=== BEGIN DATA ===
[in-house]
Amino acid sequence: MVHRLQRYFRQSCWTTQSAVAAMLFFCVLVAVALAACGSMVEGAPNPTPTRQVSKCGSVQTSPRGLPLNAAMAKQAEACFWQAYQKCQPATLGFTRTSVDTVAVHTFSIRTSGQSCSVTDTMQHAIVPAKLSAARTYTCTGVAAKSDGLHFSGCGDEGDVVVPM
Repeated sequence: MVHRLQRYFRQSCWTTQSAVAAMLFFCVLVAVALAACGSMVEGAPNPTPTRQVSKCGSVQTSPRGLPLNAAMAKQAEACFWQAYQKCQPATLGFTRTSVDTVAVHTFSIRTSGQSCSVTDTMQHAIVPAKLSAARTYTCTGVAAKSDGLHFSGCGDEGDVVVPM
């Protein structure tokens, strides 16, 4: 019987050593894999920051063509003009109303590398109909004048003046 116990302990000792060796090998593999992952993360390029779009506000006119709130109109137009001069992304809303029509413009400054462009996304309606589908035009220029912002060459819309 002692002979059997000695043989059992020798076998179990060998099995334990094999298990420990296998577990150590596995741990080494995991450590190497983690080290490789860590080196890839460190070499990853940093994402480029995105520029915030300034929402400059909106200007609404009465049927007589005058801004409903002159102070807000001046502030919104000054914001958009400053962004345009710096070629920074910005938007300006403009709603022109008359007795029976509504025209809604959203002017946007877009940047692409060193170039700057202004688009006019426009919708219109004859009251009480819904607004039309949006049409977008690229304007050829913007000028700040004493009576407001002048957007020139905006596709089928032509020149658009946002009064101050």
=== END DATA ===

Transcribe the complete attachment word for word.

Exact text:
[in-house]
Amino acid sequence: MVHRLQRYFRQSCWTTQSAVAAMLFFCVLVAVALAACGSMVEGAPNPTPTRQVSKCGSVQTSPRGLPLNAAMAKQAEACFWQAYQKCQPATLGFTRTSVDTVAVHTFSIRTSGQSCSVTDTMQHAIVPAKLSAARTYTCTGVAAKSDGLHFSGCGDEGDVVVPM
Repeated sequence: MVHRLQRYFRQSCWTTQSAVAAMLFFCVLVAVALAACGSMVEGAPNPTPTRQVSKCGSVQTSPRGLPLNAAMAKQAEACFWQAYQKCQPATLGFTRTSVDTVAVHTFSIRTSGQSCSVTDTMQHAIVPAKLSAARTYTCTGVAAKSDGLHFSGCGDEGDVVVPM
């Protein structure tokens, strides 16, 4: 019987050593894999920051063509003009109303590398109909004048003046 116990302990000792060796090998593999992952993360390029779009506000006119709130109109137009001069992304809303029509413009400054462009996304309606589908035009220029912002060459819309 002692002979059997000695043989059992020798076998179990060998099995334990094999298990420990296998577990150590596995741990080494995991450590190497983690080290490789860590080196890839460190070499990853940093994402480029995105520029915030300034929402400059909106200007609404009465049927007589005058801004409903002159102070807000001046502030919104000054914001958009400053962004345009710096070629920074910005938007300006403009709603022109008359007795029976509504025209809604959203002017946007877009940047692409060193170039700057202004688009006019426009919708219109004859009251009480819904607004039309949006049409977008690229304007050829913007000028700040004493009576407001002048957007020139905006596709089928032509020149658009946002009064101050």